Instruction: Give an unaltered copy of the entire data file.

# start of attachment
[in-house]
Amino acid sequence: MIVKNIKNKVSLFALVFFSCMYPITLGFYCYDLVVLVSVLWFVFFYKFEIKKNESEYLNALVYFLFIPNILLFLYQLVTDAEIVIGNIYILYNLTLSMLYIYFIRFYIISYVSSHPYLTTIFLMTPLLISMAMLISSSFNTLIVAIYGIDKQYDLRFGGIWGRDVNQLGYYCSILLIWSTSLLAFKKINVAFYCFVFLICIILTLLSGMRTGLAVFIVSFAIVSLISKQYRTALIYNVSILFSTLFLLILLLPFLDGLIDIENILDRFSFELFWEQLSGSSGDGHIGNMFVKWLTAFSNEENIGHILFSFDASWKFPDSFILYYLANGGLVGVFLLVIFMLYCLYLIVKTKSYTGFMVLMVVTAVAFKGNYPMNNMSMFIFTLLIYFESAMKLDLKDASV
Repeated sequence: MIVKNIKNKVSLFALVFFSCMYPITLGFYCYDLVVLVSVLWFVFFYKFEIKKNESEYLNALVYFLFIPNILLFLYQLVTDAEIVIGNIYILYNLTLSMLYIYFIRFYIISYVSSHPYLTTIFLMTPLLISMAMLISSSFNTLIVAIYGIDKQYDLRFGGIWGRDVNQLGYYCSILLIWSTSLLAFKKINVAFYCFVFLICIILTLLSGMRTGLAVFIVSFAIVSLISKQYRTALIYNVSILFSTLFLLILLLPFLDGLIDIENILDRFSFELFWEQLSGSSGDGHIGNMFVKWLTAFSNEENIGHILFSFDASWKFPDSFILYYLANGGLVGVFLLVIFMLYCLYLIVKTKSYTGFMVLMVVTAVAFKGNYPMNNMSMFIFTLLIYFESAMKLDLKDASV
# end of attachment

[in-house]
Amino acid sequence: MIVKNIKNKVSLFALVFFSCMYPITLGFYCYDLVVLVSVLWFVFFYKFEIKKNESEYLNALVYFLFIPNILLFLYQLVTDAEIVIGNIYILYNLTLSMLYIYFIRFYIISYVSSHPYLTTIFLMTPLLISMAMLISSSFNTLIVAIYGIDKQYDLRFGGIWGRDVNQLGYYCSILLIWSTSLLAFKKINVAFYCFVFLICIILTLLSGMRTGLAVFIVSFAIVSLISKQYRTALIYNVSILFSTLFLLILLLPFLDGLIDIENILDRFSFELFWEQLSGSSGDGHIGNMFVKWLTAFSNEENIGHILFSFDASWKFPDSFILYYLANGGLVGVFLLVIFMLYCLYLIVKTKSYTGFMVLMVVTAVAFKGNYPMNNMSMFIFTLLIYFESAMKLDLKDASV
Repeated sequence: MIVKNIKNKVSLFALVFFSCMYPITLGFYCYDLVVLVSVLWFVFFYKFEIKKNESEYLNALVYFLFIPNILLFLYQLVTDAEIVIGNIYILYNLTLSMLYIYFIRFYIISYVSSHPYLTTIFLMTPLLISMAMLISSSFNTLIVAIYGIDKQYDLRFGGIWGRDVNQLGYYCSILLIWSTSLLAFKKINVAFYCFVFLICIILTLLSGMRTGLAVFIVSFAIVSLISKQYRTALIYNVSILFSTLFLLILLLPFLDGLIDIENILDRFSFELFWEQLSGSSGDGHIGNMFVKWLTAFSNEENIGHILFSFDASWKFPDSFILYYLANGGLVGVFLLVIFMLYCLYLIVKTKSYTGFMVLMVVTAVAFKGNYPMNNMSMFIFTLLIYFESAMKLDLKDASV